I was so confused. Not drinking seemed like such an easy idea – I just needed to not put a drink to my lips and swallow it. That didn’t sound so complicated. So why I couldn’t do it?
From movies and pop-culture I knew that AA was a place where you go if you have a drinking problem. In August 2018, I looked up “English speaking AA in Stockholm” (I was living in Stockholm back then), and sent them an email, explaining that I can’t control my drinking, even when I want to. Someone quickly replied and offered to meet up for a coffee or go to a meeting the same day, but I decided not to go. I figured I had a job and a roof over my head, so things were not that bad with me. Sure, my life wasn’t so bad if you compare it to living on the street.
A few months later I was brought to my knees yet again, broken and confused of what happened with my determination to control my drinking. Honestly, I did not want to stop drinking forever, I just knew that I couldn’t continue living like I this. I decided that I will not drink on the weekdays, and will drink only the weekends. I managed to not drink on Monday. By Tuesday evening I was sitting home and trying to watch a show, but all I was thinking was how I need to go to my local pub. Now looking back, I like to think on this moment as a proof of a power greater than myself that made me reach out to those AA people again. There was a meeting in an hour, so I decided to check these AA freaks out in person.
I loved the meetings from the very start, and I know it’s not like that for everyone. The people were friendly and interesting, and they seemed honest. Most of all, they knew what they were talking about. I had never heard anyone speaking about the obsession with drinking like they did before. I went home full of hope, and did not drink that evening, thinking that I would go to meetings now and again and it will be end of my drinking problem. The next day after work I drove home, and somehow, completely not of my own will, I drove to the closest booze shop, and bought my regular weekday amount of five beers and a bottle of wine. All my good intentions were gone. I did not understand, how that happened, but I drank all of it and wanted more. That was the last day I drank. After that I understood, that in order not to drink, I needed to go to those meetings. So, I almost did a 90 in 90 (I did not go to meetings on Sundays, I left those days for myself to do nothing). I learned more about alcoholism and gained a better understanding of my behavior.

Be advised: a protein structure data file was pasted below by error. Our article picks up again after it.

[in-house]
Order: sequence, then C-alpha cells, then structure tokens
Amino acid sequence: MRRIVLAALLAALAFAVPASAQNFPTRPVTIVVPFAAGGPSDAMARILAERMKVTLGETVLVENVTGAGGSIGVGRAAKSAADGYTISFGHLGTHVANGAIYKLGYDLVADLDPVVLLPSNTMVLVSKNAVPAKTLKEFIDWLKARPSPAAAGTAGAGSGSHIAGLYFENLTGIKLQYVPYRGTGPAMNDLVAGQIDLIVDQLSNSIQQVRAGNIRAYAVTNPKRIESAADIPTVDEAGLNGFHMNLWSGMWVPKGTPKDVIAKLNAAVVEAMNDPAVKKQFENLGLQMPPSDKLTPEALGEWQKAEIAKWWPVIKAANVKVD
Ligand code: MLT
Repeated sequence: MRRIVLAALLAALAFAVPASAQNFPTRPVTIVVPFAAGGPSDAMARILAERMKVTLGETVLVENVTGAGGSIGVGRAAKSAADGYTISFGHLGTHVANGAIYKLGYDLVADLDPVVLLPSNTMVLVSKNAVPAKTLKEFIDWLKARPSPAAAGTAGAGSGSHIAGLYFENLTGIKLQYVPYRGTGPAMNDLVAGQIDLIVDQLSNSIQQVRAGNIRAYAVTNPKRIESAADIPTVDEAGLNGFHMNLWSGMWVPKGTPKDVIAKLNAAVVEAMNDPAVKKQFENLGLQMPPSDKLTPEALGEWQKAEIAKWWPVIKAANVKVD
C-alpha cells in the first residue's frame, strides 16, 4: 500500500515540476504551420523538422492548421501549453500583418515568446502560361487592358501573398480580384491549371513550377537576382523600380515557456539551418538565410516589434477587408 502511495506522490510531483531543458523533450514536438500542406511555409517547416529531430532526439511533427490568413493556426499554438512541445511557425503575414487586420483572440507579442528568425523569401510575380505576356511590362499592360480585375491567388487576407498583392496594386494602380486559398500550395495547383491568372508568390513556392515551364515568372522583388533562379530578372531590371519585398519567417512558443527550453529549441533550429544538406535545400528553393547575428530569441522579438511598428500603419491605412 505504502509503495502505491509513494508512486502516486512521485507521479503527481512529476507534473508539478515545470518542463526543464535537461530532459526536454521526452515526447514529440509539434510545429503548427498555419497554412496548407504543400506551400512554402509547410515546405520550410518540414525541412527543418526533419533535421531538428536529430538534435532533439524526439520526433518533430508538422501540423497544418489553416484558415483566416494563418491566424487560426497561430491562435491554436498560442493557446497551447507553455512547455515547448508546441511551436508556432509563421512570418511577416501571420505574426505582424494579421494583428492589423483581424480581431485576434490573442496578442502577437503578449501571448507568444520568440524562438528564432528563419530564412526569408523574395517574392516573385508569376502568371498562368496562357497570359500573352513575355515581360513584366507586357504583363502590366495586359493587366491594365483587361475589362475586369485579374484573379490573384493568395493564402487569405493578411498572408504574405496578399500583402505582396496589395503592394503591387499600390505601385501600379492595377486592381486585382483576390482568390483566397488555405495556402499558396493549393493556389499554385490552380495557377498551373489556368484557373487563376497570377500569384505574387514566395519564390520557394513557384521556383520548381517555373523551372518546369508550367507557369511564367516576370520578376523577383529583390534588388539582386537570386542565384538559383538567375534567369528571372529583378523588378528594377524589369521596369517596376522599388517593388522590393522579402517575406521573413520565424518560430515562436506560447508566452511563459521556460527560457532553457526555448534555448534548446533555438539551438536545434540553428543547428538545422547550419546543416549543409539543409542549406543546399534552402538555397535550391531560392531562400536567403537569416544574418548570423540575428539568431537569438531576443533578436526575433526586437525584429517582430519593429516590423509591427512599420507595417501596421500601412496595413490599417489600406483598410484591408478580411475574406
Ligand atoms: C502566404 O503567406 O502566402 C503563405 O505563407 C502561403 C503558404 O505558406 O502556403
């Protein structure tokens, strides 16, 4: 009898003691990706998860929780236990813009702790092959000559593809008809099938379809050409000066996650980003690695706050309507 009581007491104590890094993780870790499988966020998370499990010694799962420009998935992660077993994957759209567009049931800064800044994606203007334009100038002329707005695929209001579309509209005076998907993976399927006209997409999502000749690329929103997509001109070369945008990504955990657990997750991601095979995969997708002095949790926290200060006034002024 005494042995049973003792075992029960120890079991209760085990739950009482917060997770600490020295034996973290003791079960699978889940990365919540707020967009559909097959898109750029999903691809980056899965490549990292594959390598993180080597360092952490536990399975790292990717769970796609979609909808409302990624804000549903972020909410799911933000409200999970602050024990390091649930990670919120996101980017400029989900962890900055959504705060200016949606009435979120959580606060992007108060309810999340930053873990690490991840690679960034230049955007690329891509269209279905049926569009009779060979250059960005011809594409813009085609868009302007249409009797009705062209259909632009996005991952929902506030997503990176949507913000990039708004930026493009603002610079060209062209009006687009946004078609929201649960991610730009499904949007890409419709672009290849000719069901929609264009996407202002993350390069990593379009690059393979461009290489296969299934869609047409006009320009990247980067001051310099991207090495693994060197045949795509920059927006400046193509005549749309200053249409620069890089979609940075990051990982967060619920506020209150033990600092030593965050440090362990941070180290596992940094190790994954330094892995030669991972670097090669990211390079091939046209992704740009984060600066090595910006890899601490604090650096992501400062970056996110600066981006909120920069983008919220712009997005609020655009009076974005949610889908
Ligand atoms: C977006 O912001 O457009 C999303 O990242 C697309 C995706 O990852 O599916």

Now I know, that alcohol was not my problem, it was my solution to life. For a newcomer, this may sound like some fortune cookie wisdom, but as I was able to see it, not drinking was not the hard part, living sober was. To me AA is not a program that teaches me how not to drink, but it gives me the tools to live sober. And so far, this sober life has not disappointed me.
The first year of sobriety was the hardest, but also the most meaningful thing that I have ever done as an adult. It was wonderful and horrifying at the same time. I learned so much about myself. Some things that I learned I did not liked, but now I know how to fix those things. It got better with every new day, and doing the steps has elevated me to the next level. Last October, in my friends wedding anniversary, I danced the whole party, I was not drunk, I was not high, I just wanted to dance and have a great time. My joy of life has returned, and now I have moments when I feel truly happy for being alive… like truly happy for being here and now. I had not felt like that since childhood. As I said in the beginning, life is not a picnic, but today I have all the tools to manage my life and I’m a part of a community that cares about my well-being.
To all the newcomers, I recommend to keep your mind open and don’t quit before the miracle happens.